1987 Ford 8000 FMC Pumper
Two door cab with seating for 5 with 4 SCBA seats. Powered by a Caterpillar Diesel engine and Allison Automatic transmission. Hale 1250 GPM Pump with 750 gallons of water. Equipped with two 1.75″ crosslays and deck gun. The driver’s side pump panel has one 5″ intake and two 2.50″ discharges. The officers side pump panel has one 5″ intake and two 2.50″ discharges while the rear of the truck one 2.50″ discharges. The truck is equipped with a NFPA lighting and siren package. This low mileage pumper is available immediately for $7,000.00 or reasonable offer. Contact Bob in our office today for more details or to schedule an inspection of the unit at 1-877-346-1373
The origin of FMC fire trucks stretches back to the 1884 formation of the Bean Spray Pump Company in California. Bean designed and built agricultural sprayers for orchards. The company changed its name to John Bean Mfg. Company in 1915 and after purchasing other companies in the food canning industry, changed its name again to Food Machinery Corporation, or FMC. During the Second World War, FMC built tracked amphibious landing vehicles for the US military. In 1948, the name of the company changed to Food Machinery and Chemical Corporation, retaining the same initials. In 1961, it became simply FMC Corporation. FMC continued its military work and was well-known for building the internationally exported M-113 armoured personnel carrier and the M-2 Bradley armoured fighting vehicle. In January 1994 FMC and BMY Harsco decided to combine their defense businesses to form United Defense.
John Bean’s involvement in the firefighting industry began in the late 1930s when someone used one of their agricultural sprayers to fight a fire. Once the company became aware of this development, they created a high pressure “fog” system to fight fires. This system was used during the war to fight fires on board US Navy ships. After the war, the company continued production of the Fog Fire Fighter and sold thousands across the United States in the following decades. Most were built on conventional chassis supplied by the fire department.
By the mid-1950s, FMC had diversified its offerings to include mini-pumpers, triple combination pumpers and city service ladder trucks. Aerial ladders were added in the 1960s, using ladders built by Grove or Memco. FMC was one of the first manufacturers to use custom chassis built by Spartan Motors. In 1978, FMC acquired California apparatus manufacturer Van Pelt.
FMC later entered into an OEM arrangement with Ladder Towers Inc. (LTI) to market aerial ladders. In the early 1980s, the company tried to expand its role in aerial ladders by leveraging FMC’s Link-Belt crane division but the venture was unsuccessful. The FMC Fire Apparatus division was ultimately shut down in 1990.
FMC now produces chemicals and is listed on the New York Stock Exchange. The defence (United Defense), oil and gas manufacturing (FMC Technologies) and construction equipment (Link-Belt) divisions were spun off into separate entities.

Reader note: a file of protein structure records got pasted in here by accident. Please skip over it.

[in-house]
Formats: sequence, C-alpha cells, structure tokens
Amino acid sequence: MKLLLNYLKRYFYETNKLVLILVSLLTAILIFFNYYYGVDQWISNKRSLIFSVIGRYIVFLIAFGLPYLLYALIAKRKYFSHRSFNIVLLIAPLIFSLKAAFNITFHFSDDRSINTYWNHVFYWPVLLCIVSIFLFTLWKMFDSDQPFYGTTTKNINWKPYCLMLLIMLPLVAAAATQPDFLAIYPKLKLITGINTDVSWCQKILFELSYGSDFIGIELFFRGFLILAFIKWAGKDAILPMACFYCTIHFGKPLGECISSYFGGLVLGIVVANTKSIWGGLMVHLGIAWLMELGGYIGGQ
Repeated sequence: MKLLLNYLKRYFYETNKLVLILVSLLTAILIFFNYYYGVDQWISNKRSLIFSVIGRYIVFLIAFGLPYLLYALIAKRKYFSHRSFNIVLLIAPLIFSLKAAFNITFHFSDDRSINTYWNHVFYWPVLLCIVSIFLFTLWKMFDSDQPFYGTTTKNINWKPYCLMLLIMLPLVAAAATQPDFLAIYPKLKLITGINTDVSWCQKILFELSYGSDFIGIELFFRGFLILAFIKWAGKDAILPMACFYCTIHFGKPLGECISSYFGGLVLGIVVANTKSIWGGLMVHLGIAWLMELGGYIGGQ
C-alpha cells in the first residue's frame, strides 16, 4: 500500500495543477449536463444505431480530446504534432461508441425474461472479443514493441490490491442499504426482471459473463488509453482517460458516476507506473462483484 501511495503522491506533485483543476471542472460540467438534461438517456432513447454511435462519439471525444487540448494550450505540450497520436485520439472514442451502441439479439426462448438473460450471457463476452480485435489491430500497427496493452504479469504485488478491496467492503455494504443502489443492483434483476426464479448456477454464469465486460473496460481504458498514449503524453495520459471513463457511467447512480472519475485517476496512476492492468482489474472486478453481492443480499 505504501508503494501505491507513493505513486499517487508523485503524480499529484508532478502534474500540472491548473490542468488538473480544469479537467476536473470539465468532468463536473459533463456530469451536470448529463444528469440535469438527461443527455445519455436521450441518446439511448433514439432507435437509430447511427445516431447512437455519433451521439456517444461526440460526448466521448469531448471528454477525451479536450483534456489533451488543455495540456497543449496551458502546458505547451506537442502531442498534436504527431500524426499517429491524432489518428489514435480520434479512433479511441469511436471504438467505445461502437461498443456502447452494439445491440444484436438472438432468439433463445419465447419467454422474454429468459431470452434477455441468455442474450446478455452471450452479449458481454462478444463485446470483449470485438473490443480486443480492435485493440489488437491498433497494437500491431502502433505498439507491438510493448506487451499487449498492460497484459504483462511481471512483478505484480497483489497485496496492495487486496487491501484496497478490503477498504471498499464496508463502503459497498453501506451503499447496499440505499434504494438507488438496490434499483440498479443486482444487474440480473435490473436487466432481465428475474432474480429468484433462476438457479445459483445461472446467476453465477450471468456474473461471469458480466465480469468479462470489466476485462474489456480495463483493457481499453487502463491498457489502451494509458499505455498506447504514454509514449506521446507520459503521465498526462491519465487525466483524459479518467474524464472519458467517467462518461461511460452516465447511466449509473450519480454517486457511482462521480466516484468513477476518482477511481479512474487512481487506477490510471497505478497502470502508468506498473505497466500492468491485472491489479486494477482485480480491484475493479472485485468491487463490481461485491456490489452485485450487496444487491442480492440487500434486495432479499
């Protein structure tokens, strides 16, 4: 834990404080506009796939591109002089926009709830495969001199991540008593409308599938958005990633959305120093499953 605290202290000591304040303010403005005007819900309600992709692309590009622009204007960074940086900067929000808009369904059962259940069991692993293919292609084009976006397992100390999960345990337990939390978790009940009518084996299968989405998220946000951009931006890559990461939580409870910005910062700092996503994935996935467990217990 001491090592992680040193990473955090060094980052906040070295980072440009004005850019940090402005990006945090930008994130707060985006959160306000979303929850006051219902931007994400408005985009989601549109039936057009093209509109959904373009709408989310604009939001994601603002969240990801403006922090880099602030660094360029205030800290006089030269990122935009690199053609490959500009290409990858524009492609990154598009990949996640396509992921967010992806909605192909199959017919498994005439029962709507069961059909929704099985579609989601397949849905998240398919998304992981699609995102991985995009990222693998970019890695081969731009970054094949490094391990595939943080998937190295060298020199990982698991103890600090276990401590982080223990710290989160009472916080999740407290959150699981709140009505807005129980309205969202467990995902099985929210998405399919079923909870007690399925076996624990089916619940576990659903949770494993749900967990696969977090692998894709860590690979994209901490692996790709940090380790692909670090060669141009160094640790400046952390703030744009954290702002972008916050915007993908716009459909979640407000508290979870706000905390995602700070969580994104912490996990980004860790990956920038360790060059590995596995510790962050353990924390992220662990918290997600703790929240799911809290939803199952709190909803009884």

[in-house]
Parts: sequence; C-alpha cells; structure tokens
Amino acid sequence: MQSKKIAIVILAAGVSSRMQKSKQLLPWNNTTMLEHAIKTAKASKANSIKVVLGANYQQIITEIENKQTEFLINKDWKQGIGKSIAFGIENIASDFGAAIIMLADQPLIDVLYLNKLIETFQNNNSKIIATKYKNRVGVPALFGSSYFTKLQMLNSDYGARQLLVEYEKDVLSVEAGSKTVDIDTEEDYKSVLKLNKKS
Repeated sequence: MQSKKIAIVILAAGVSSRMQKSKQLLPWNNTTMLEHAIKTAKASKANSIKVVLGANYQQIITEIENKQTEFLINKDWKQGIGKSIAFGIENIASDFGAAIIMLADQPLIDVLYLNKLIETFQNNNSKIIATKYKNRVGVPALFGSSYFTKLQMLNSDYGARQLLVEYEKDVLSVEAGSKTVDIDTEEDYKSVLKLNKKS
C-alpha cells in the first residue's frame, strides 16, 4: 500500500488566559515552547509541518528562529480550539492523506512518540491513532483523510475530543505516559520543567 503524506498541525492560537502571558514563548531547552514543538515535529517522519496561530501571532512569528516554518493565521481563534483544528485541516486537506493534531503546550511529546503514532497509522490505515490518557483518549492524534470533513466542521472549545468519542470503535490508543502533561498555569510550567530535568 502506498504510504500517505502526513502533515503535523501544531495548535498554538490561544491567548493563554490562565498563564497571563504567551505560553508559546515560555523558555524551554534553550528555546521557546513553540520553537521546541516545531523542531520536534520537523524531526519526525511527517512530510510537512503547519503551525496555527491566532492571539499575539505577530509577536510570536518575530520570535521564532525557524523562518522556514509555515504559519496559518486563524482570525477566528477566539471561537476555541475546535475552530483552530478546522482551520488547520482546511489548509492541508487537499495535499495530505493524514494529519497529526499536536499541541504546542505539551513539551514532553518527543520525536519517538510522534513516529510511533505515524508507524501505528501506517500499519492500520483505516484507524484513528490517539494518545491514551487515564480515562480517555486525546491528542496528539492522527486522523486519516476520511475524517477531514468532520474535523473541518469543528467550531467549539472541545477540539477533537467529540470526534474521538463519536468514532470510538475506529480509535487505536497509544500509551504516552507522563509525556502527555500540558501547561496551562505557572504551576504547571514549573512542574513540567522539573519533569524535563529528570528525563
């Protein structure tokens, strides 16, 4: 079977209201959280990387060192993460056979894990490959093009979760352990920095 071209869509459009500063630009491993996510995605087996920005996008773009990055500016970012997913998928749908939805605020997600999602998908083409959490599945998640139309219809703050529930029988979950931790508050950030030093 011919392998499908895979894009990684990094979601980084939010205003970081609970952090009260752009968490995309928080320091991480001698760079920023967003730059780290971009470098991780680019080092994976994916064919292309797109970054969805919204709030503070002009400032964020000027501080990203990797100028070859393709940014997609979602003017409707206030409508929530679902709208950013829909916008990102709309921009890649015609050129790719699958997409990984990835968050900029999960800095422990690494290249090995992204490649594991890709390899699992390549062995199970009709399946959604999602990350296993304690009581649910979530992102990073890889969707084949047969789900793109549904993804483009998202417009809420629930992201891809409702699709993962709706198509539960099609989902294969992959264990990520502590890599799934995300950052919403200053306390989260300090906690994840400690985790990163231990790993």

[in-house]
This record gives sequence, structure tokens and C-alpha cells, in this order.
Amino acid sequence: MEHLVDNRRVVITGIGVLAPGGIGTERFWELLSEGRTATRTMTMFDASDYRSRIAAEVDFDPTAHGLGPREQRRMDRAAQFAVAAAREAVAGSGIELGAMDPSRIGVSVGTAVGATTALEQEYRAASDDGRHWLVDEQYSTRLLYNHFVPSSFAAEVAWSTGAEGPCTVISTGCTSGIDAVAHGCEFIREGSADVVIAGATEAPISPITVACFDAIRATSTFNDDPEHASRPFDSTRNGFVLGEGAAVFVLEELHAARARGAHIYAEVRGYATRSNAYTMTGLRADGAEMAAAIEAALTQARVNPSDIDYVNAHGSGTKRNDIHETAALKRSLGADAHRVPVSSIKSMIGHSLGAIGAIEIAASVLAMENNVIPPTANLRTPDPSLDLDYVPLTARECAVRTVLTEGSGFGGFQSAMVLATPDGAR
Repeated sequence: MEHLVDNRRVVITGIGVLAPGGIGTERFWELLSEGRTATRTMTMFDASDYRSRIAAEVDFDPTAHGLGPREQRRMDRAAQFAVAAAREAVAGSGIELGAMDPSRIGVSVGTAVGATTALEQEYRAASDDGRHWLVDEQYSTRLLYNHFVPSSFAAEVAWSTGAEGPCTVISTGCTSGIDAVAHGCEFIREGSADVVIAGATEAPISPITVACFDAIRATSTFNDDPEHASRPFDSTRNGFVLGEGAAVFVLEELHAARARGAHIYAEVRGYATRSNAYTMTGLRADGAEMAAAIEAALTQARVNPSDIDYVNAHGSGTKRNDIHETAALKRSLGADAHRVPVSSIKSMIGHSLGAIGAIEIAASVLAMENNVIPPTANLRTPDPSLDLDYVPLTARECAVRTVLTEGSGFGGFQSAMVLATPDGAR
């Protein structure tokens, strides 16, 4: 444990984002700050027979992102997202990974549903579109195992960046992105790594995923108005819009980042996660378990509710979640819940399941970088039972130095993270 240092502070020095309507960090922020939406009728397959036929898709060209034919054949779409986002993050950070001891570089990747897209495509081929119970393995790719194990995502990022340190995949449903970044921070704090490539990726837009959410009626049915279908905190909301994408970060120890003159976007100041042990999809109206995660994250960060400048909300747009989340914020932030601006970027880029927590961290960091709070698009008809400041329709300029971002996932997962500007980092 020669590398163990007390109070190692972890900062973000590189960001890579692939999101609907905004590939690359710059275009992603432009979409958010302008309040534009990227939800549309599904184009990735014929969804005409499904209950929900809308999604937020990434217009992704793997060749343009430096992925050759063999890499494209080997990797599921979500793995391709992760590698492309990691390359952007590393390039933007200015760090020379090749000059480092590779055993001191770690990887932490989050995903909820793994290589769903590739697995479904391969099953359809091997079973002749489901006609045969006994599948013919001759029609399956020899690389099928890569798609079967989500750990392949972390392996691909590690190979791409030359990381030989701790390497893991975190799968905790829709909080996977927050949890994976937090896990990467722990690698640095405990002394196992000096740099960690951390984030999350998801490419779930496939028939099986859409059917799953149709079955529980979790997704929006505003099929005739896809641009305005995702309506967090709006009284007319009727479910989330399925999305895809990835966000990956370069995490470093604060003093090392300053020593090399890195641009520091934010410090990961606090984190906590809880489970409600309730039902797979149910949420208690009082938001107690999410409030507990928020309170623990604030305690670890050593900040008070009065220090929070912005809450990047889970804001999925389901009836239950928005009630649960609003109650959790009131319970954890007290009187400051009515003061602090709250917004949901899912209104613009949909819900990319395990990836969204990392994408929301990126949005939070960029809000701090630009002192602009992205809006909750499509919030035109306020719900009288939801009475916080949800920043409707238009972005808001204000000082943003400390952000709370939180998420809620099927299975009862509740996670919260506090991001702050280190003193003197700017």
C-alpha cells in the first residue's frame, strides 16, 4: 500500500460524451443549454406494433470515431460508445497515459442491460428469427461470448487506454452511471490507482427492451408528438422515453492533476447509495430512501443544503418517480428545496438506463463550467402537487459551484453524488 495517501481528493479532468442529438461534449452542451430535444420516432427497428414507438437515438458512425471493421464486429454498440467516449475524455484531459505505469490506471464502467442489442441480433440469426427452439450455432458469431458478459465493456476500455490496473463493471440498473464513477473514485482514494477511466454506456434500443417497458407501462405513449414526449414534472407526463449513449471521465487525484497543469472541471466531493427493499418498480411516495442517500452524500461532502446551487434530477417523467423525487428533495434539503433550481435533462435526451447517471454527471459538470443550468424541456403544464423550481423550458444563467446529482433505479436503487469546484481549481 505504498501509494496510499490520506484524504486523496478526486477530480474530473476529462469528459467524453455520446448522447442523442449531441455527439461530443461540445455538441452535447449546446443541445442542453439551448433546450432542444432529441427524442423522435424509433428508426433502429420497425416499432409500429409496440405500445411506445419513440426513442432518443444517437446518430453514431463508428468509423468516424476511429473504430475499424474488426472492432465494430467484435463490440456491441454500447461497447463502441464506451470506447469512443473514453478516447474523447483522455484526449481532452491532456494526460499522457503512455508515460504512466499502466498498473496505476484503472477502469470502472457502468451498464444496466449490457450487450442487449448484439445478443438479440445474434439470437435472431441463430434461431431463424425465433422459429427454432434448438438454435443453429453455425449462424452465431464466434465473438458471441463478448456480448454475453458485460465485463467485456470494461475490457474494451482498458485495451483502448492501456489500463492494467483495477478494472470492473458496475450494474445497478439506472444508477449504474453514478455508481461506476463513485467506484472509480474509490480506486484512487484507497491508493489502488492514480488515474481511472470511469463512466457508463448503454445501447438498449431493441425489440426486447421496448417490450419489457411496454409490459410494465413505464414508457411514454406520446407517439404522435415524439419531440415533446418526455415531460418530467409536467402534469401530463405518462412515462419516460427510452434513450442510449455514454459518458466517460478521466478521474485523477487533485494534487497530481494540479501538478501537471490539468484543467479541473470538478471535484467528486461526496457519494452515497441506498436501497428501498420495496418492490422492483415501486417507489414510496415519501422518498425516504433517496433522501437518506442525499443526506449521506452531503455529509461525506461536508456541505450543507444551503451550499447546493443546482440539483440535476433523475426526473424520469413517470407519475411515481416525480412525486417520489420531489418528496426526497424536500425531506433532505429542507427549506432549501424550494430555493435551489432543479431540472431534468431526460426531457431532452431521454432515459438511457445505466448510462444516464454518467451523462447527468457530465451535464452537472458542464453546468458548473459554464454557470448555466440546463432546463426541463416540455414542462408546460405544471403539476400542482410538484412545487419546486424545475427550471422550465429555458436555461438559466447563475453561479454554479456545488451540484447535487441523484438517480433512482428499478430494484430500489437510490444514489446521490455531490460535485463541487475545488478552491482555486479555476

John Bean trucks were initially built in Lansing until the mid-1960s. Production was then moved to FMC’s complex in Tipton, Indiana, and again in 1986 to Orlando, Florida, remaining there until the division was shut down in 1990. Trucks were also built in California at the Bean-Cutler Division in San Jose and later at the Van Pelt plant in Oakdale. Production at Oakdale ended in 1987.
Spartan Emergency Response, or simply Spartan, is a fire apparatus manufacturer located in Brandon, South Dakota, with additional manufacturing facilities in Ephrata, Pennsylvania and Ocala, Florida. The company also manufactures and supplies fire chassis to other fire body manufacturers. Spartan ER was a division of Spartan Motors prior to its purchase by REV Group
In 1973, Grove Manufacturing sold off its aerial ladder division to concentrate on crane manufacture. In 1974, Mahlon Zimmerman started a new company, Ladder Towers Incorporated (better known by the initials LTI) by building former Grove aerial devices.
Over the years, LTI built several aerial devices. Bodies were built by Conestoga Custom Products Incorporated, which was located in the same industrial park as LTI. Trucks were built on Spartan, Hendrickson and Pemfab chassis.
In 1985, LTI developed its own custom chassis, the LTI Olympian. In 1986, LTI was acquired by Simon Group, maker of the Simon Snorkel elevating platforms. The new company, called Simon-LTI, then acquired custom chassis manufacturer Duplex. The truck was manufactured under the Simon Duplex LTI name.
In 1998, Simon-LTI’s ladder division was purchased by Aerial Innovations Inc., a company founded by LTI founder Mahlon Zimmerman.
In 1999, all these companies were merged into a division of the new American LaFrance Corporation owned by Freightliner Corporation. After this date, LTI and Aerial Innovations aerials were only built on American LaFrance custom chassis and Freightliner commercial chassis.
In 2014, American LaFrance ceased operations and LTI was acquired by Smeal, who renamed it Ladder Tower Company (LTC). When Smeal was purchased by Spartan ERV, LTC was acquired as well.
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